pockets of american workers? >> well, thank you, lester and thanks to hofstra for hosting us. the central question in this election is really, what kind of country we want to be and what kind of future we'll build together. today is my granddaughter's second birthday. so i think about this a lot. first, we have to build an economy that works for everyone, not just those at the top. that means we need new jobs, good jobs, with rising incomes. i want us to invest in you. i want us to invest in your future. that means jobs in infrastructure, and advanced manufacturing. innovation and technology, clean renewable energy, and small business, because most of the new jobs will come from small business. we also have to make the economy fairer. that starts with raising the national minimum wage, and, also, guarantees, finally, equal pay for women's work. i also want to see more
companies do profit sharing. if you help create the profits, you should be able to share in them, not just the executives at the top. and i want us to do more to support people who are struggling to balance family and work. i've heard from so many of you about the difficult choices you face and the stresses that you're under. so let's have paid family leave, earned sick days, let's be sure we have affordable child care and debt-free college. how are we going do it? by having the wealthy pay they're fair share and close the corporate loopholes. finally, we, tonight, are on the stage together, donald trump and i. donald, it's going to be with you. we're going to have a debate where we are talking about the important issues facing our country. you have to judge us. who can shoulder the immense, awesome responsibilities of the presidency. who can put into action the plans that will make your life better?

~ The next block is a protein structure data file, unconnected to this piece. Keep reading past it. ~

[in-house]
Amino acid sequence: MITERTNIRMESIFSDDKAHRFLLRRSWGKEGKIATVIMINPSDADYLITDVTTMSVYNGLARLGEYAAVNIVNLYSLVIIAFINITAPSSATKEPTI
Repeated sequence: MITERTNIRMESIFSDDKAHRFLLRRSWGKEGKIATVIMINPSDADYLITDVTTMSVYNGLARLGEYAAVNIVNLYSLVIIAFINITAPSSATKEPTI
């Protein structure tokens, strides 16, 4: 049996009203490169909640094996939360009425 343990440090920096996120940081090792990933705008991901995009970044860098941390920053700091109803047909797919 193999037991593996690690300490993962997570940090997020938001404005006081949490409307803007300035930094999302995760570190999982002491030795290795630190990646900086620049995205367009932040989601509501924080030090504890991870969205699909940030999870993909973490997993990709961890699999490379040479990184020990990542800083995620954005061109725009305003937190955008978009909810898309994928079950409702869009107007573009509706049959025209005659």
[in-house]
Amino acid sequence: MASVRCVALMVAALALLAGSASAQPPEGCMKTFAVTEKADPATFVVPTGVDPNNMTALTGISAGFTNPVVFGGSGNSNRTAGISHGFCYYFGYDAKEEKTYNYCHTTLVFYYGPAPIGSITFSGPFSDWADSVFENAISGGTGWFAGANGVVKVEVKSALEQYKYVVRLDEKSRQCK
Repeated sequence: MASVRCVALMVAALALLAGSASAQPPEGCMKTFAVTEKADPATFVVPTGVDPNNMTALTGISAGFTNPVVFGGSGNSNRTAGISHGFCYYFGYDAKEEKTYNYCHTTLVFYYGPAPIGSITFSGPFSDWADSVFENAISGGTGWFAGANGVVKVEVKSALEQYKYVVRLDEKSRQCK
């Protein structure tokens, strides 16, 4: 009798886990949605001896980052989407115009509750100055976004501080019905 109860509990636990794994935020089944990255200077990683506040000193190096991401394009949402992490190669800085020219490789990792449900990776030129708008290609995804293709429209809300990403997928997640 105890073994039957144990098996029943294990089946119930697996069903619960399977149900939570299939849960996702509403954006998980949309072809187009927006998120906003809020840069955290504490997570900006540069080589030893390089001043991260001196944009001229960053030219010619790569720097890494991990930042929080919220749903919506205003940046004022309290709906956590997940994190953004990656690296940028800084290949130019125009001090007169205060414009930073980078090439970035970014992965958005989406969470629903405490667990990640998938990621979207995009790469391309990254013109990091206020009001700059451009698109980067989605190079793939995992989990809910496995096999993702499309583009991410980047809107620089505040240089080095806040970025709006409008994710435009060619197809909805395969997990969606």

i hope that i will be able to earn your vote on november 8th. >> secretary clinton, thank you. mr. trump, the same question to you. it's about putting money, more money into the pockets of american workers. you have up to two minutes. >> thank you, lester. our jobs are fleeing the country. they're going to mexico, they're going to many other countries. you look at what china is doing to our country in terms of making our product, they're devaluing their currency and there's nobody in our government to fight them, and we have a very good fight and we have a winning fight, because they're using our country as a piggy bank to rebuild china and many other countries are doing the same thing. so we're losing our good jobs. so many of them. when you look at what's happening in mexico, a friend of mine who builds plants said it's the eighth wonder of the world, building some of the biggest, best, sophisticated plants.